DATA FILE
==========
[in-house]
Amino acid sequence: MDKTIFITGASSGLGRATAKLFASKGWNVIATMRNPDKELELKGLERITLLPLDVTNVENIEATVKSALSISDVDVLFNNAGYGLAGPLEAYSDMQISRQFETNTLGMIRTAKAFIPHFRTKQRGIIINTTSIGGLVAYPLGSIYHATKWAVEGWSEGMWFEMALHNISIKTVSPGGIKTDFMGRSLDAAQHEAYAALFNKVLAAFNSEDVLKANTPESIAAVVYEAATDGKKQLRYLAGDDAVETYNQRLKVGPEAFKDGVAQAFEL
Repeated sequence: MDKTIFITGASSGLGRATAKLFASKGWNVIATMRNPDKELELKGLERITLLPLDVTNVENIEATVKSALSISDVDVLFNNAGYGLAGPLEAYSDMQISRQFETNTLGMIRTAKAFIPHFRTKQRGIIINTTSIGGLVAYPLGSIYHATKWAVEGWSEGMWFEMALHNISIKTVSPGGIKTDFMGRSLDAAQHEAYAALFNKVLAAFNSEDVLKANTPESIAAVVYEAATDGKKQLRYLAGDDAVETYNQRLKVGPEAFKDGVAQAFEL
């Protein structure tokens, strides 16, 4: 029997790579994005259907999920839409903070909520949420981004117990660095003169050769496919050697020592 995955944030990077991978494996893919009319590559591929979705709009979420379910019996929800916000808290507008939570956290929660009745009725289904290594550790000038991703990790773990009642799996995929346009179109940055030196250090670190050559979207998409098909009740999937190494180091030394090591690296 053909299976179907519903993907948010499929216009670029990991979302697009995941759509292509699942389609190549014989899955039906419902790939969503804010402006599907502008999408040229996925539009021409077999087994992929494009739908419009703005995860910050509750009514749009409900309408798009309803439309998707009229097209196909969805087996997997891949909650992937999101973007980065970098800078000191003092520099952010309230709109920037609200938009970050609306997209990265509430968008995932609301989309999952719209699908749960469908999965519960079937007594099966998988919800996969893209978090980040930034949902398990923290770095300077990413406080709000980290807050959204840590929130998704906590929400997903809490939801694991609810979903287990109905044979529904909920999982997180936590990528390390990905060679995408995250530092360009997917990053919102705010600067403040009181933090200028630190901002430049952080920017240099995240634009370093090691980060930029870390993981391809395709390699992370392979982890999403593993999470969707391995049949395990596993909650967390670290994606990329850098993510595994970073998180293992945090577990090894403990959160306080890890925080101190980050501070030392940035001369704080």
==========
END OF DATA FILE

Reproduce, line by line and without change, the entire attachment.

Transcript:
[in-house]
Amino acid sequence: MDKTIFITGASSGLGRATAKLFASKGWNVIATMRNPDKELELKGLERITLLPLDVTNVENIEATVKSALSISDVDVLFNNAGYGLAGPLEAYSDMQISRQFETNTLGMIRTAKAFIPHFRTKQRGIIINTTSIGGLVAYPLGSIYHATKWAVEGWSEGMWFEMALHNISIKTVSPGGIKTDFMGRSLDAAQHEAYAALFNKVLAAFNSEDVLKANTPESIAAVVYEAATDGKKQLRYLAGDDAVETYNQRLKVGPEAFKDGVAQAFEL
Repeated sequence: MDKTIFITGASSGLGRATAKLFASKGWNVIATMRNPDKELELKGLERITLLPLDVTNVENIEATVKSALSISDVDVLFNNAGYGLAGPLEAYSDMQISRQFETNTLGMIRTAKAFIPHFRTKQRGIIINTTSIGGLVAYPLGSIYHATKWAVEGWSEGMWFEMALHNISIKTVSPGGIKTDFMGRSLDAAQHEAYAALFNKVLAAFNSEDVLKANTPESIAAVVYEAATDGKKQLRYLAGDDAVETYNQRLKVGPEAFKDGVAQAFEL
């Protein structure tokens, strides 16, 4: 029997790579994005259907999920839409903070909520949420981004117990660095003169050769496919050697020592 995955944030990077991978494996893919009319590559591929979705709009979420379910019996929800916000808290507008939570956290929660009745009725289904290594550790000038991703990790773990009642799996995929346009179109940055030196250090670190050559979207998409098909009740999937190494180091030394090591690296 053909299976179907519903993907948010499929216009670029990991979302697009995941759509292509699942389609190549014989899955039906419902790939969503804010402006599907502008999408040229996925539009021409077999087994992929494009739908419009703005995860910050509750009514749009409900309408798009309803439309998707009229097209196909969805087996997997891949909650992937999101973007980065970098800078000191003092520099952010309230709109920037609200938009970050609306997209990265509430968008995932609301989309999952719209699908749960469908999965519960079937007594099966998988919800996969893209978090980040930034949902398990923290770095300077990413406080709000980290807050959204840590929130998704906590929400997903809490939801694991609810979903287990109905044979529904909920999982997180936590990528390390990905060679995408995250530092360009997917990053919102705010600067403040009181933090200028630190901002430049952080920017240099995240634009370093090691980060930029870390993981391809395709390699992370392979982890999403593993999470969707391995049949395990596993909650967390670290994606990329850098993510595994970073998180293992945090577990090894403990959160306080890890925080101190980050501070030392940035001369704080």